Stretching Exercises for the Arm Between the Shoulder & Elbow

Overbuilding your upper arms can affect range of upper arm motion.

Overbuilding your upper arms can affect range of upper arm motion.

The upper arm consists of two key muscles, the biceps and the triceps. The biceps muscle is located on the front of your upper arm. It enables you to raise your arms overhead, bend your elbows and turn your palms up. In the back of your upper arm is the triceps muscle. This muscle allows you to straighten your elbow and push up from the floor. Stretching your upper arms can improve your flexibility and prevent injuries from repetitive sports’ movements.

Overhead Stretch

Bend your left arm. Grab your left elbow with your right hand. Slowly bring your left arm behind your head until your left hand touches your back at the midpoint between your shoulder blades. Press your left elbow down farther until your feel the stretch in your left triceps. Hold the position for a few seconds. Repeat the stretch with your right arm.

Arm Across Shoulder

Stand on a firm surface with your body upright, feet apart, knees slightly bent and toes pointing out. Gasp your upper left arm with your right hand. Extend your left arm so it aligns parallel with your shoulder. Push your left arm across the front of your body and toward your right side. Hold the pose for a few seconds before performing the stretch on your right arm.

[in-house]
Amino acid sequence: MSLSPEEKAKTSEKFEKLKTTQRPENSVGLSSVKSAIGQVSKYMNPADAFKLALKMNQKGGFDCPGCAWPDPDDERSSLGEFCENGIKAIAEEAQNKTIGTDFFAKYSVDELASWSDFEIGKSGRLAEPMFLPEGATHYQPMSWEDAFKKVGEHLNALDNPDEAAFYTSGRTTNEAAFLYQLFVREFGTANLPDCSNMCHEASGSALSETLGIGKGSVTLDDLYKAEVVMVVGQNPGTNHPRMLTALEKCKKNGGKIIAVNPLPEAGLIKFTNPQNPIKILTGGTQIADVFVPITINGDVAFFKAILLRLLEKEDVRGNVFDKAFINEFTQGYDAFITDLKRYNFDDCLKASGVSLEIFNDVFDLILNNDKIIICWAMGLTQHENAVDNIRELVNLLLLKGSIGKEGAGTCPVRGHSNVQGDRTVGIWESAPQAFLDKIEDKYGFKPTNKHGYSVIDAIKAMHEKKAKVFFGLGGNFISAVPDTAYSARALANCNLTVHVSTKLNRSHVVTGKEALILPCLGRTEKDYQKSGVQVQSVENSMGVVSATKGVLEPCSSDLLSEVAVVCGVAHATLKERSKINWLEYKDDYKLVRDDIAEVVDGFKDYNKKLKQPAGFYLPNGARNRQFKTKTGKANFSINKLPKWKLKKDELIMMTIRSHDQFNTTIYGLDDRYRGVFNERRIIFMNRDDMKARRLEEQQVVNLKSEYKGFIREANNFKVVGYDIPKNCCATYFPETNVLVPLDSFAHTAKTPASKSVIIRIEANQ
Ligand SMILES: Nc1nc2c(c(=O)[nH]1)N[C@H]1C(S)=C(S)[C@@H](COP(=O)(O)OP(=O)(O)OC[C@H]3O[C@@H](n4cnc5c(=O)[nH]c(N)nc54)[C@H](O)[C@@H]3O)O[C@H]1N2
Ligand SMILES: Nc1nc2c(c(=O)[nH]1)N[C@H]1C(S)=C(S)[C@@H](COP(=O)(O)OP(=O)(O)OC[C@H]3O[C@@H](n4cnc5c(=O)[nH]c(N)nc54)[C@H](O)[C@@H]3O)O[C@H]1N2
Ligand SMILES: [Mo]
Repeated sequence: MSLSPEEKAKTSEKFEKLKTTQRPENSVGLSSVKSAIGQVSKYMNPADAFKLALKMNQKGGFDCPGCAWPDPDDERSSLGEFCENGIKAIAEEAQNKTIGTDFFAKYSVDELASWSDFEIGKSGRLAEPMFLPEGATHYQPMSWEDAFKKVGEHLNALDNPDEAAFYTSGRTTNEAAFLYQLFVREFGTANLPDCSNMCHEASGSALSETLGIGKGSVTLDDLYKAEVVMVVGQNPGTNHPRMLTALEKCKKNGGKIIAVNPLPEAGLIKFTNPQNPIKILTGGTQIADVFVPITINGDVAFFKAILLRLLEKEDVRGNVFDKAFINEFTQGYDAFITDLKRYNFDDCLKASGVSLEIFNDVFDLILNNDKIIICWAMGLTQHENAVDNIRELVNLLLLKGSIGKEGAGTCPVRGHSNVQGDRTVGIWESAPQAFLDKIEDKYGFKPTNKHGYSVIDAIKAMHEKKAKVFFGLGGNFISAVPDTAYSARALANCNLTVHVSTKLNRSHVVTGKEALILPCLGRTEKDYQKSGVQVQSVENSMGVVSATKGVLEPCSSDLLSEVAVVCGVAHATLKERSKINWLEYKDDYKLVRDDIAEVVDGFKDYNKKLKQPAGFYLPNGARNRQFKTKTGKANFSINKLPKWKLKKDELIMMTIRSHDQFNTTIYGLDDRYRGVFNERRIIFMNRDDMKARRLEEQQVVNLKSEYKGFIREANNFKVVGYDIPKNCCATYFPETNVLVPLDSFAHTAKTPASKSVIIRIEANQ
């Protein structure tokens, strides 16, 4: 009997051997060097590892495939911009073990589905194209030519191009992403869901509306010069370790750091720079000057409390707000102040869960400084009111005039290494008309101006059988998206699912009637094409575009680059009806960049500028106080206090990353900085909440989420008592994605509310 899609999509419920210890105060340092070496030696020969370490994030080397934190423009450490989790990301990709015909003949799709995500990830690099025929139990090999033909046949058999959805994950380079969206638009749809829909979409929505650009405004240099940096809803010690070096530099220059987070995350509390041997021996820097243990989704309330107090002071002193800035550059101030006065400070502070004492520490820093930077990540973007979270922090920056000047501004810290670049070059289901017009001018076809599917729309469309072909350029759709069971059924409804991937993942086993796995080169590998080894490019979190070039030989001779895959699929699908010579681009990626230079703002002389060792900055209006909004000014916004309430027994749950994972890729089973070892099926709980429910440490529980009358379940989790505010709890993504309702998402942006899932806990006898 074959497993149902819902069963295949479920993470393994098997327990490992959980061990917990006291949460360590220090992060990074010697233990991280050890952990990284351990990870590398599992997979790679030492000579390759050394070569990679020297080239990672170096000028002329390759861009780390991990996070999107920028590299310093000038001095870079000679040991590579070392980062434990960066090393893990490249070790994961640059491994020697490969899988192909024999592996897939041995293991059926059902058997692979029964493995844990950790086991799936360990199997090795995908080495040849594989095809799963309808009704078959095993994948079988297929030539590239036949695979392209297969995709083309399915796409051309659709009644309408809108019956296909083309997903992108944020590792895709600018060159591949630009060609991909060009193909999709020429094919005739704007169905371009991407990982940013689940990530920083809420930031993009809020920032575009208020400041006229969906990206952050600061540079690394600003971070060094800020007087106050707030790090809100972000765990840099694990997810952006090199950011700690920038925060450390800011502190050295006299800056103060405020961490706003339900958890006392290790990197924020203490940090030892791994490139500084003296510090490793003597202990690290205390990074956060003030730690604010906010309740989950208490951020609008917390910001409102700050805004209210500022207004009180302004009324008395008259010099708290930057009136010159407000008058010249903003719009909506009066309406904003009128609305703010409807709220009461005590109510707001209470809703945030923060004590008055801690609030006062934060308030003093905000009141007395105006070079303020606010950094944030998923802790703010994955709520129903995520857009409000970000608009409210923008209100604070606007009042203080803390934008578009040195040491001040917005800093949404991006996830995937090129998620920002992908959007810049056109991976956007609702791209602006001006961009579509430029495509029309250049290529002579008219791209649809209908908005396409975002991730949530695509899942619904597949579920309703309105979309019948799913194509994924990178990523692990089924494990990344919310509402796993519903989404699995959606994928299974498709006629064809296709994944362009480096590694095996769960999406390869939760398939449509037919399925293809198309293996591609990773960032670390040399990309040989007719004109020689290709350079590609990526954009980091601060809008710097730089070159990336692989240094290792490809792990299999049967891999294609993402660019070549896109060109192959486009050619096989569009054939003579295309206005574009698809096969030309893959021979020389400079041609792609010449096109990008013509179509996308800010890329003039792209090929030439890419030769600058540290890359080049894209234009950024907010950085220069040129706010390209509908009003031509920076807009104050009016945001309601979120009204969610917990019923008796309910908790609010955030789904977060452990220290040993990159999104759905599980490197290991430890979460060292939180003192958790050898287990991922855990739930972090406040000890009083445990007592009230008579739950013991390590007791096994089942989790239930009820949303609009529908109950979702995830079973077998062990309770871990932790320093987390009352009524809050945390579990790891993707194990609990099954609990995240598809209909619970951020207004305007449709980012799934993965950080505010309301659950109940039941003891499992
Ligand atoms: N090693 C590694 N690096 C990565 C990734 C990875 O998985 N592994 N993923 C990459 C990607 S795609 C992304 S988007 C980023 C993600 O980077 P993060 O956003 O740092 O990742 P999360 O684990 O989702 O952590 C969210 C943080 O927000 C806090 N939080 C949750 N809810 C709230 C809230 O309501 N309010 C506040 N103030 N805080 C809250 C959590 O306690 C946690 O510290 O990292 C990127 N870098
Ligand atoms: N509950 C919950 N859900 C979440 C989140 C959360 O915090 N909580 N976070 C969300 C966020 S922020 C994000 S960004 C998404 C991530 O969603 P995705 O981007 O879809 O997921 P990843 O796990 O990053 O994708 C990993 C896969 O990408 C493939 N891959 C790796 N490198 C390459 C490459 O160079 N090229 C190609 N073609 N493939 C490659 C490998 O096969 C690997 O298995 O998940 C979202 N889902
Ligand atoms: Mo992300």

Reach Back

Stand with your back to a wall and your feet shoulder-width apart. Reach straight back with both arms as if you're grabbing a rope in each hand to pull a wagon forward. Place your hands against the wall at shoulder height, forming a right angle to your torso. Your hands and elbows should face upward. Keep your arms straight. Lean forward slightly to avoid straining. Slowly bend your knees until you feel a stretch in your biceps. Hold the stretch for a few seconds and return your arms to the starting position. Repeat five times, resting 10 seconds between each stretch.

Press Down

Find a hip-high stationary platform, such as a stationary bicycle or a banister. Position yourself about an arm’s length away from the support. Stand with your feet shoulder-width apart. Keep your knees slightly bent. Lean over at your hips so your back is perpendicular to your body and parallel to the floor. Avoid rounding your back. Place your hands on the support platform. Straighten your elbows and move your pelvis back. Allow your weight to shift to the backs of your heels. Contract your abdominal muscles as your upper arms settle into the stretch. Hold the stretch for about 10 to 60 seconds. Avoid straining or bouncing in the exercise.

 

About the Author

Kay Tang is a journalist who has been writing since 1990. She previously covered developments in theater for the "Dramatists Guild Quarterly." Tang graduated with a Bachelor of Arts in economics and political science from Yale University and completed a Master of Professional Studies in interactive telecommunications at New York University.

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